Virginia has embraced the “different paths” ethos in high school by creating different diploma types. Taking the basic academic courses will enable you to receive a “standard” diploma. The basic courses plus a technical concentration earns a student a “technical” diploma. The basic courses plus advanced academic coursework entitles a student to an “advanced” diploma. Add technical coursework to the advanced academic curriculum and you can receive the “advanced technical” diploma.
The great thing about these four different diploma types is that they are not the forced academic tracking of an earlier day. They are choices open to all students who are ideally told about the options in middle school and can then set their course as they see fit. Add to the diploma types the myriad of other choices--Advance Placement courses, dual enrollment in community college courses, passage of industry certification exams--and today’s high school transcript becomes a highly personalized learning resume.
6) Value the Unvalued
The Richmond schools are fiscally challenged and beset with state testing mandates. There’s no real incentive anymore to offer top quality arts or music instruction. The same goes for physical education. But despite all contrary pressures, our kids’ schools held on to arts and music with fierce determination. All three of our children started instrumental music in the 3rd grade and played for at least eight years. One son became impassioned in high school by creative writing, architecture and digital video instructors and is pursuing college studies in filmmaking and photography. Our other son, currently in the military, benefited from musical education by becoming proficient on the trumpet and absorbing important teamwork skills through playing with school bands.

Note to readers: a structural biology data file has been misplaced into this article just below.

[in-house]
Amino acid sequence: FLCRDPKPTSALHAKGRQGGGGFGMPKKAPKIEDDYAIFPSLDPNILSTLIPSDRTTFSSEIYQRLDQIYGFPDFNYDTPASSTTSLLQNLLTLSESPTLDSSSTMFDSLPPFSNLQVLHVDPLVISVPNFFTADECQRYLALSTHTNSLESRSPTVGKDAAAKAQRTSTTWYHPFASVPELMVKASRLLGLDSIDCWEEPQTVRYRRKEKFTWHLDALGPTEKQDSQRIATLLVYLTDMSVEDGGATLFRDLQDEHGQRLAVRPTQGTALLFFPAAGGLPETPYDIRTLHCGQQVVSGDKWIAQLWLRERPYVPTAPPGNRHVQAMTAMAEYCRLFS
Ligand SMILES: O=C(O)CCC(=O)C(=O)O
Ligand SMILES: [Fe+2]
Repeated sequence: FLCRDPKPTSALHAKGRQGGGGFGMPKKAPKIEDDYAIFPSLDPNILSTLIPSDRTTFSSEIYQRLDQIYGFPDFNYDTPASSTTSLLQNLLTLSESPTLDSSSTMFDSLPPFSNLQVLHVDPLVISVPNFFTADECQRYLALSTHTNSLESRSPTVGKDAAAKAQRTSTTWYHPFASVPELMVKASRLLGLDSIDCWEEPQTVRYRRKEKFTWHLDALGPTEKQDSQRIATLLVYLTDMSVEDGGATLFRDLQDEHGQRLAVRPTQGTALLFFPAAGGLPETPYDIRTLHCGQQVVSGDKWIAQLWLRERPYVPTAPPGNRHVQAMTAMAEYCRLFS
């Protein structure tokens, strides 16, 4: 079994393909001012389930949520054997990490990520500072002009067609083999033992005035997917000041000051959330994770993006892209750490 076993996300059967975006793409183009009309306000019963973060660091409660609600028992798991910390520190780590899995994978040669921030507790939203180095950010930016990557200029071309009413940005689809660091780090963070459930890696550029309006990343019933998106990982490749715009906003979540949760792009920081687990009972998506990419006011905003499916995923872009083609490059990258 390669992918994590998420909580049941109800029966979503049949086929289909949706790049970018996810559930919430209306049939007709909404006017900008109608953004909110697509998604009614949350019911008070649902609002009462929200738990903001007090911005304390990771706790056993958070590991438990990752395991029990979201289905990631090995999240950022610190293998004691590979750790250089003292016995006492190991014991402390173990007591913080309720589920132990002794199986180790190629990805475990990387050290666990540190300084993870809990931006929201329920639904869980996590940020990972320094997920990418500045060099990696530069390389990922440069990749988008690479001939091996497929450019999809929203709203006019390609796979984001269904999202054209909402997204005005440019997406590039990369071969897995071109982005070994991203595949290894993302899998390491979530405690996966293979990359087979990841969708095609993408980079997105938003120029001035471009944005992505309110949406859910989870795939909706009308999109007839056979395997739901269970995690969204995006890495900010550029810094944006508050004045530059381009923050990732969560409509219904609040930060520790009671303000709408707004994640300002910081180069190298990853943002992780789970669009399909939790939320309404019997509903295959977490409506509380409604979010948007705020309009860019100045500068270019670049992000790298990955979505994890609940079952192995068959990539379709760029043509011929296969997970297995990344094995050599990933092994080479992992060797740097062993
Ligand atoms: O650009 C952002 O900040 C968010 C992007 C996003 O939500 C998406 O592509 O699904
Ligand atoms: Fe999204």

I learned the most about the value of arts education from my daughter. In elementary school it was clarinet, school plays and a wonderful in-school dance program sponsored by the Richmond Ballet. In middle school, it was band, her ongoing dance work and classes in painting, stained glass and cartooning at a neighboring visual arts center. When she wanted to go to an arts magnet high school, I was reluctant, thinking that a more traditional academic curriculum would be perfect for her. But I didn’t fully grasp the connection between arts education and important life and career skills. She learned to communicate with confidence, standing repeatedly on a stage before an auditorium full of strangers over the years has given her poise and presence. She learned perseverance through endless practices and teacher critiques. She learned flexibility and problem-solving--the stage manager has to adjust on the fly when a prop breaks mid-act or an actor unexpectedly jumps ahead three pages in the script. And all her work--plays, dance troupes, show choirs--has been done in groups of energetic teenagers who have to harness their own points of view and make them about the group.
Creativity, teamwork, communication--these are real and meaningful skills for life success. Arts and music education promotes these skills. Most organizations hiring employees look for people who can demonstrate these traits. But we don’t really place an academic value on them in the traditional high-stakes testing academic focus.
Here’s another shocker. We all hear stories about how many jobs are available in fields like computer programming and software engineering. Companies have to hire foreign citizens to fill these jobs because we don’t produce enough Americans skilled in these areas. Most states have requirements that high school students take a certain amount of science, but computer science classes generally don’t count as core science classes and are instead offered just as electives. How foolish!
The things that really matter for life success don’t all fit neatly into today’s public school curriculum. Once again, it’s about individualization. But it’s also critical for teachers and parents to see education as a matter of exposure to different opportunities so that students can find their own passion. It may not fit neatly into a mandated curriculum. But, let’s at least create space for this kind of exploration and personal development in our schools.
7) Keeping Good Teachers